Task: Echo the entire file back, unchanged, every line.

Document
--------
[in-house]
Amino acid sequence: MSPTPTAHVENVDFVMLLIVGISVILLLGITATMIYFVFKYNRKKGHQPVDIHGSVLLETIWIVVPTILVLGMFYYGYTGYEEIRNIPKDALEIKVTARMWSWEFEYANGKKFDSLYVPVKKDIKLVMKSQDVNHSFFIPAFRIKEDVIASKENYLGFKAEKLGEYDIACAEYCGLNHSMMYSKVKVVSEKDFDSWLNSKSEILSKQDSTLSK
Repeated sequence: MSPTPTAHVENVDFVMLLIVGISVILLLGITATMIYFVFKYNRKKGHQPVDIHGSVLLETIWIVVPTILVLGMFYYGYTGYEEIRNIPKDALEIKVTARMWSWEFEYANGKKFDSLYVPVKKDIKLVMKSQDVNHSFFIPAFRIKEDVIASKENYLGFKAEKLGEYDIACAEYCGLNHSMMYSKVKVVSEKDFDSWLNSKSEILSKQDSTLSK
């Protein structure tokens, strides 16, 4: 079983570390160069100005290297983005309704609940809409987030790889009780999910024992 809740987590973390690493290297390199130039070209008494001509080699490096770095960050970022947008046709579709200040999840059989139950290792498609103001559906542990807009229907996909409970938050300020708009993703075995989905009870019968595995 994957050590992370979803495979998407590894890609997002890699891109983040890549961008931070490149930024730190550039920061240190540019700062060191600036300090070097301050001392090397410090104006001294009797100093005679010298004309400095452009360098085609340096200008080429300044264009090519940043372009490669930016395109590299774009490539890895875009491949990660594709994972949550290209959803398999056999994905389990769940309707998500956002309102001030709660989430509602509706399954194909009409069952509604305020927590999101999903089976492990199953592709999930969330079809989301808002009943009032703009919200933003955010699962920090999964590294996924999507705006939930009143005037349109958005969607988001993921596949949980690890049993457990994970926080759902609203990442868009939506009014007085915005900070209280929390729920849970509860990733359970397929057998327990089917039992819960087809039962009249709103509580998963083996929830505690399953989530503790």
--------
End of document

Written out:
[in-house]
Amino acid sequence: MSPTPTAHVENVDFVMLLIVGISVILLLGITATMIYFVFKYNRKKGHQPVDIHGSVLLETIWIVVPTILVLGMFYYGYTGYEEIRNIPKDALEIKVTARMWSWEFEYANGKKFDSLYVPVKKDIKLVMKSQDVNHSFFIPAFRIKEDVIASKENYLGFKAEKLGEYDIACAEYCGLNHSMMYSKVKVVSEKDFDSWLNSKSEILSKQDSTLSK
Repeated sequence: MSPTPTAHVENVDFVMLLIVGISVILLLGITATMIYFVFKYNRKKGHQPVDIHGSVLLETIWIVVPTILVLGMFYYGYTGYEEIRNIPKDALEIKVTARMWSWEFEYANGKKFDSLYVPVKKDIKLVMKSQDVNHSFFIPAFRIKEDVIASKENYLGFKAEKLGEYDIACAEYCGLNHSMMYSKVKVVSEKDFDSWLNSKSEILSKQDSTLSK
């Protein structure tokens, strides 16, 4: 079983570390160069100005290297983005309704609940809409987030790889009780999910024992 809740987590973390690493290297390199130039070209008494001509080699490096770095960050970022947008046709579709200040999840059989139950290792498609103001559906542990807009229907996909409970938050300020708009993703075995989905009870019968595995 994957050590992370979803495979998407590894890609997002890699891109983040890549961008931070490149930024730190550039920061240190540019700062060191600036300090070097301050001392090397410090104006001294009797100093005679010298004309400095452009360098085609340096200008080429300044264009090519940043372009490669930016395109590299774009490539890895875009491949990660594709994972949550290209959803398999056999994905389990769940309707998500956002309102001030709660989430509602509706399954194909009409069952509604305020927590999101999903089976492990199953592709999930969330079809989301808002009943009032703009919200933003955010699962920090999964590294996924999507705006939930009143005037349109958005969607988001993921596949949980690890049993457990994970926080759902609203990442868009939506009014007085915005900070209280929390729920849970509860990733359970397929057998327990089917039992819960087809039962009249709103509580998963083996929830505690399953989530503790």